• $\begingroup$ @Will: Yes, that is true. $\endgroup$ – Geoff Robinson Aug 26 '12 at 23:28
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    $\begingroup$ Isn't the answer precisely "The Frobenius complements are the only groups which fail to have this property?" Suppose $G$ is a group and $V$ is a representation which does not occur in $Ind_H^G 1$ for any $H$. Then, for any $g \in G$, the restriction $V|_{\langle g \rangle}$ must have no trivial component, so $g$ acts on $V$ without eigenvalue $1$ and the group is a Frob. complement. Conversely, suppose that there is some $H \subset G$ such that $V|_H$ has a trivial component. Then choose $h \in H$, and $V|_{\langle h \rangle}$ has a trivial component, hence $h$ has eigenvalue $1$. $\endgroup$ – David E Speyer Aug 27 '12 at 0:43
  • $\begingroup$ I didn't know this characterization of Frob. complements before reading Geoff's answer, but it seems to be exactly what we need. $\endgroup$ – David E Speyer Aug 27 '12 at 0:44
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    $\begingroup$ Perhaps it is a good idea to edit this answer so that it contains the result of David's comment in the first paragraph? Your answer contains the proof anyway, and this characterization is, imho, the definitive answer to this question. For example, from the known properties of Frobenius complements it follows at once that lots of groups have the property of the question (all simple groups, all perfect groups but one, all groups containing a non-cyclic group of order $pq$...). $\endgroup$ – Frieder Ladisch Sep 4 '12 at 20:56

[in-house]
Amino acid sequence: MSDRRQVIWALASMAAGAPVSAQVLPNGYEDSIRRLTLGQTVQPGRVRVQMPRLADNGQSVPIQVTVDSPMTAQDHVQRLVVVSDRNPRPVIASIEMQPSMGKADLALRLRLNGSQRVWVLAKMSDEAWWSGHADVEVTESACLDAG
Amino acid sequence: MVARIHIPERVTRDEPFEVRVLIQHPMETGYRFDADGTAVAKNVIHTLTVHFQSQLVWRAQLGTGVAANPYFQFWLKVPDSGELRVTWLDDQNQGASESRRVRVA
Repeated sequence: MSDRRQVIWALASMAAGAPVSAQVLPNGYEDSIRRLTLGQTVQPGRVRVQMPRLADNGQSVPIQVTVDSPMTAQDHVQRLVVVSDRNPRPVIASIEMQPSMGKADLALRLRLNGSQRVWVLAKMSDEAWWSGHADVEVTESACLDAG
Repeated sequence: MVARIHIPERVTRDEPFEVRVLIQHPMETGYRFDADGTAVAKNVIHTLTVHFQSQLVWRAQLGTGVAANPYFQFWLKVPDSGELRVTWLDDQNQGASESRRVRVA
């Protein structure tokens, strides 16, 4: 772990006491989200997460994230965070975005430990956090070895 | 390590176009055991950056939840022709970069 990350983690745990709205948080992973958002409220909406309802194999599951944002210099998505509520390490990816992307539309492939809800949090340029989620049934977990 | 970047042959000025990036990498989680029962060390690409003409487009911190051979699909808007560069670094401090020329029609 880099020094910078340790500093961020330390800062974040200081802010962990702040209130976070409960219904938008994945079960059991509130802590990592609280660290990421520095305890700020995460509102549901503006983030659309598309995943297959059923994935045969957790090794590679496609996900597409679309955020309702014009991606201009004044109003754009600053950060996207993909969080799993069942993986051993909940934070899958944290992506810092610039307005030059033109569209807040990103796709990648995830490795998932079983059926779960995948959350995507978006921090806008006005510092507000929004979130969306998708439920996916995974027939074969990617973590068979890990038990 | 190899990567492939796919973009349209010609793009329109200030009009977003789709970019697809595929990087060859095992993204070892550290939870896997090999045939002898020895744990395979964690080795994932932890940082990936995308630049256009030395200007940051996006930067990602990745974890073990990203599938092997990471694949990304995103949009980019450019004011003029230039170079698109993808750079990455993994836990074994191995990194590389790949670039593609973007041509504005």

By Frobenius reciprocity, a representation is induced from the trivial representation of the subgroup $H$ if and only its restriction to $H$ includes the trivial representation. So every non-cyclic abelian group has this property, because an irreducible representation is one-dimensional, so factors through a map to a cyclic group, so has a kernel.

Moreover, this implies that if $H\subset G$ and $H$ has this property, then $G$ does as well, so a sufficient condition is that a group have an abelian subgroup that's not cyclic.

This resolves the case for $GL_n(\mathbb F_p)$, $n>1$ and $p>2$ (the diagonal subgroup), and $n>2$ and $p=2$ (an abelian subgroup of the $2$-Sylow subgroup). n=2, p=2 is just $S_3$, which manifestly has this property. (Showing that this sufficient condition is not necessary) So $GL_n$ for $n>1$ has this property. $GL_1$ does not, since it is always cyclic. (For cyclic groups, every induced representation fails to be faithful, so take a faithful 1-dimensional irrep.)

$A_n$ for $n\geq 4$ contains the Klein four subgroup of $A_4$ and so has this property. $A_3$ is cyclic and so does not.